fbpx Harris Tells Central Americans 'Don't Come' to U.S. BorderDocumented
 

Harris Tells Central Americans ‘Don’t Come’ to U.S. Border

Plus: 3,900 migrant families split under Trump, California law bans private prisons, and more federal immigration news.

This summary was featured in Documented’s Early Arrival newsletter. You can subscribe to receive it in your inbox three times per week here.

During a Monday visit to Guatemala, Vice President Kamala Harris warned Central American migrants against traveling to the U.S. “If you come to our border, you will be turned back,” she said after meeting with Guatemalan President Alejandro Giammattei. Rep. Alexandria Ocasio-Cortez (D-NY) tweeted in response to Harris’ message, writing “this is disappointing to see.” Symone Sanders, a spokesperson for Harris, added via email that Biden and Harris “have been clear in dissuading people from making the dangerous and treacherous journey to the U.S.-Mexico border.” Harris also promised Giammattei that the Biden administration would fight corruption and other root causes of migration. Bloomberg 

In other federal immigration news…

Over 3,900 Immigrant Children Separated Under Trump

The Biden administration’s latest tally identified 3,913 migrant children separated from their parents at the southern border under the Trump administration’s zero tolerance policy. Officials say the latest official government count issued Tuesday tracks almost all separation cases, but there is more reunification work to complete. The number is lower than advocates’ estimates of over 5,400 children separated. So far, 1,786 families have been reunited by nongovernmental organizations either in the U.S. or in their home countries. The U.S. government reunited seven families last month and will grant 29 more humanitarian parole to stay in the country. BuzzFeed News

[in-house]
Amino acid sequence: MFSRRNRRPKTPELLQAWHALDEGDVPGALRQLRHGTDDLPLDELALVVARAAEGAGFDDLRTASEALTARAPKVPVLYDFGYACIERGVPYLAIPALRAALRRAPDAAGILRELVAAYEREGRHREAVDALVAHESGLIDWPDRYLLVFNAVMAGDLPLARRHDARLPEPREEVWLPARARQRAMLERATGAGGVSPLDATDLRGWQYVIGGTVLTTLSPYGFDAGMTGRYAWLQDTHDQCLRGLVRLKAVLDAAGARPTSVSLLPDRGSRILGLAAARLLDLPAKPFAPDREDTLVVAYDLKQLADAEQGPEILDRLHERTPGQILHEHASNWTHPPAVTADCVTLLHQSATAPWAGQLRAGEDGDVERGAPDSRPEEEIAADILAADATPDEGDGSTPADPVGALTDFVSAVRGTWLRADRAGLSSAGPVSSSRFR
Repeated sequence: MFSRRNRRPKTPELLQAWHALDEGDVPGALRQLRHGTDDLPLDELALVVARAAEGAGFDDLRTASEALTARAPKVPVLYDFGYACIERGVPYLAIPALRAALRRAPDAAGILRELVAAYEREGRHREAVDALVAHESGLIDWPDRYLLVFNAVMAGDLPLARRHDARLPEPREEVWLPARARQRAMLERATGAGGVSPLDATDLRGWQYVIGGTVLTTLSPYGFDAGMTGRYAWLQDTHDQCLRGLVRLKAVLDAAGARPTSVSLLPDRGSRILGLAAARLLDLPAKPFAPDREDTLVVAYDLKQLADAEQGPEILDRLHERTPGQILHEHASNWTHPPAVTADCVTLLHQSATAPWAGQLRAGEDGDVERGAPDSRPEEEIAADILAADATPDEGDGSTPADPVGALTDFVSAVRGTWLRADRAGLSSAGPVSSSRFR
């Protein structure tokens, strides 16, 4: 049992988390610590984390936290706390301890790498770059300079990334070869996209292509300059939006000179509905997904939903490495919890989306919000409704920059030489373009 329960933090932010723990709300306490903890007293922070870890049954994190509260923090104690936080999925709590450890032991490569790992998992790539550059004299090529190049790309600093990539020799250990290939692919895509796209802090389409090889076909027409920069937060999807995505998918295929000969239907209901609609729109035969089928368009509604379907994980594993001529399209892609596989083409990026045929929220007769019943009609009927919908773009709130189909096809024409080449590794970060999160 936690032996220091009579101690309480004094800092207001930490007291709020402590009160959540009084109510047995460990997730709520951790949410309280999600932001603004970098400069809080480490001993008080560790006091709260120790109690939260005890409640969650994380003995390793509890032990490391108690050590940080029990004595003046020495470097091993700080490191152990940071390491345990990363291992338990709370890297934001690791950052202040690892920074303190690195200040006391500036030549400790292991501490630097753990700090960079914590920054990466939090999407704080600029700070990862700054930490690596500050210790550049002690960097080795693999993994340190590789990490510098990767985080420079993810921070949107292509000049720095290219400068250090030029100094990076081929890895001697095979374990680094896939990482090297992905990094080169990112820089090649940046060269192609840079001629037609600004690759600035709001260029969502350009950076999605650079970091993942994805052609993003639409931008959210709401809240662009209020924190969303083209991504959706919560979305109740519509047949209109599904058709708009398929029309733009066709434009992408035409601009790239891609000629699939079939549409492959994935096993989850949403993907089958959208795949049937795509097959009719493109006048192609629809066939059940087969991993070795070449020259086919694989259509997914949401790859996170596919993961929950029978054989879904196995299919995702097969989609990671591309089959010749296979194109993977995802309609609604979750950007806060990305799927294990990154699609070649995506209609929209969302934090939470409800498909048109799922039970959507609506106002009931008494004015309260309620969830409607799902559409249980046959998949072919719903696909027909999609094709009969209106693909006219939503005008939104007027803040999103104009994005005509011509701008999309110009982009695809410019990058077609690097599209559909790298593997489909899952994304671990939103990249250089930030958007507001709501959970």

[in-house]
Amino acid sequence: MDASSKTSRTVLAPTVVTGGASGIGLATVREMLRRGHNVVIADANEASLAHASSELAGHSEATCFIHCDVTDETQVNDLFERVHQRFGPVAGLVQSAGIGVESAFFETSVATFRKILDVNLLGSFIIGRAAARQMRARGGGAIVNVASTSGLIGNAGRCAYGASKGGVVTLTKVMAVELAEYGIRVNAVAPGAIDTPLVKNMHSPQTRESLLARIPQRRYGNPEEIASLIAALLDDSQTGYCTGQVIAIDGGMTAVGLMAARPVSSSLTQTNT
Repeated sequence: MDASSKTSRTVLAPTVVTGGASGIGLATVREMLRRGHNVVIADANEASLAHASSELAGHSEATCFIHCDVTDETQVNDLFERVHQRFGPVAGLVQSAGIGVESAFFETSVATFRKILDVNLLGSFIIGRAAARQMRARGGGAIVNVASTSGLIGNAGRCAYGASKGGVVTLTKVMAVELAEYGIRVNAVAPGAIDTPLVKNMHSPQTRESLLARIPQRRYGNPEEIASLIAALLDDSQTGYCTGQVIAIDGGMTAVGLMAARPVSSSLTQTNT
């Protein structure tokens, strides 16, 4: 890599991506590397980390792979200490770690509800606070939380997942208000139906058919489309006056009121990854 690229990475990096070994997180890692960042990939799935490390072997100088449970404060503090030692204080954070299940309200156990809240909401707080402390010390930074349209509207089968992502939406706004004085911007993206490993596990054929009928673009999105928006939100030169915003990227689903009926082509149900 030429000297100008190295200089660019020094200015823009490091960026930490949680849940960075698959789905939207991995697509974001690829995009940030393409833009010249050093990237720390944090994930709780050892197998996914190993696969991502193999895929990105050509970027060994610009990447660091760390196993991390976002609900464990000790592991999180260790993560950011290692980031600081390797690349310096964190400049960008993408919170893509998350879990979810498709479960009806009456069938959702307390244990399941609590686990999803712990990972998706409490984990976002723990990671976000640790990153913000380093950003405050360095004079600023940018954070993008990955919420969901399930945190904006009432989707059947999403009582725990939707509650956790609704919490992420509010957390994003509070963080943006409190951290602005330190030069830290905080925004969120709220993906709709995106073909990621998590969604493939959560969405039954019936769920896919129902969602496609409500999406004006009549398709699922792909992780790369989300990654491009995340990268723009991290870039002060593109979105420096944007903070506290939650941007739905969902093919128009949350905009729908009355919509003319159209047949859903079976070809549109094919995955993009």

Biden DOJ Fights California Law

The Department of Justice is supporting the private prison company Geo Group’s court effort to overturn a California law that would ban for-profit immigration jails in the state. Mark Stern, an attorney from the DOJ, urged the Ninth Circuit to overrule what he refers to as the state’s “extreme” and “extraordinary” statute. The bill blocks DOJ from contracting with Geo Group and other private contractors within the state. “California offers no instance — none — in which anything like this has ever been sustained,” Stern argued. California Deputy Attorney General Gabrielle Boutin denied the DOJ’s argument, saying the law doesn’t violate any federal statutes. Law & Crime

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